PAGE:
By Nathan Carey
About halfway through each semester, with exams looming and assignment deadlines galore, I tend to procrastinate. I’m sure that I’m not alone in this sentiment. Some folks like to watch Netflix, read a book, or just spend a few hours doing absolutely nothing. While all valid, my escape of choice usually involves baking. It can be cakes, cookies, or other sweet treats but more often than not I’ll end up baking a loaf of bread. This process became almost ritualistic during the course of the pandemic, breaking up monotonous days of sitting at my desk from dawn until dusk. Baking bread lends itself perfectly to a work from home lifestyle – checking in on a rising dough every couple of hours, giving it a fold here and there. The rise of baking in quelling anxiety and filling the procrastination void was supported by worldwide yeast shortages in late 2020 and early 2021. This shortage led to its own interesting consequence, an explosion of homemade sourdough. If you’ve been following my articles through the last few issues, you’ve no doubt heard me rave and ramble about my love for fermented foods. Sourdough was one of my original entry points to this wonderful world of microbes. I would spend hours researching the methods and practices of a host of professional chefs, online content creators and anecdotes from everyday people on online baking forums. I started chronicling my sourdough adventure on Instagram and before long I had people messaging me about my starter and how I got my loaves to rise. While the process is fairly straightforward, there are so many variables that can affect the outcome of the final product. Here, I’d like to share some of my tips and techniques for perfecting a sourdough loaf.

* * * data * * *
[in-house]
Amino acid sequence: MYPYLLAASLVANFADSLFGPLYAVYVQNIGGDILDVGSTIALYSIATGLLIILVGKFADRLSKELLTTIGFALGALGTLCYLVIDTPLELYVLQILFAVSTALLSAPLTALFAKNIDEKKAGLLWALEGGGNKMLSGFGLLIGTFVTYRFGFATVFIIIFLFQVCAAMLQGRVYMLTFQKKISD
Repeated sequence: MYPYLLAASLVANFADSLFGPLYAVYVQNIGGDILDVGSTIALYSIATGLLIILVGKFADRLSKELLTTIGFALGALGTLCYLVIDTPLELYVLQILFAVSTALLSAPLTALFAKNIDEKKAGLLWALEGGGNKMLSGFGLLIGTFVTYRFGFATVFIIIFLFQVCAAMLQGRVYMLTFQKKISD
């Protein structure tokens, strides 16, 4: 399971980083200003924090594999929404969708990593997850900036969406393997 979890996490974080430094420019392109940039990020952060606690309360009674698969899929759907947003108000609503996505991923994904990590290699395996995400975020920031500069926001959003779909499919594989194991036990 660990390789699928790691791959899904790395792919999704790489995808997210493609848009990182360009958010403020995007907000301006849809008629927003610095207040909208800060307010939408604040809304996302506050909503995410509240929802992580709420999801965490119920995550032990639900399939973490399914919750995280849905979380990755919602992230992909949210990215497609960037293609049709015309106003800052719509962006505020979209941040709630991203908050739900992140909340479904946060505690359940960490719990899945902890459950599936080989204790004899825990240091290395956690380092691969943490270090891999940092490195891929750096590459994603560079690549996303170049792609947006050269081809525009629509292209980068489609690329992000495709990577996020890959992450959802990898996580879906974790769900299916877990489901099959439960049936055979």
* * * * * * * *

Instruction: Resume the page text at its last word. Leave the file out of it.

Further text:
The first ingredient in any loaf of sourdough is the starter. This is arguably the most difficult part of the process and is where most problems arise. The bread we usually eat is leavened using some form of fast-acting (usually dried) yeast. This yeast is concentrated and ready to lift any loaf in a matter of hours. In sourdough baking, starter takes the place of commercially packages yeasts. Starter is a mixture of water and flour that is left at room temperature and ‘fed’ for several days. This process allows naturally occurring yeasts present in the flour to grow and prosper and create a symbiotic community of wild yeast and lactic acid. When fed, the yeasts and lactic acid producing bacteria feed on carbohydrates in the flour and produce carbon dioxide, creating the characteristic bubbling of starter. Once acclimated, sourdough starter can last for months or even years.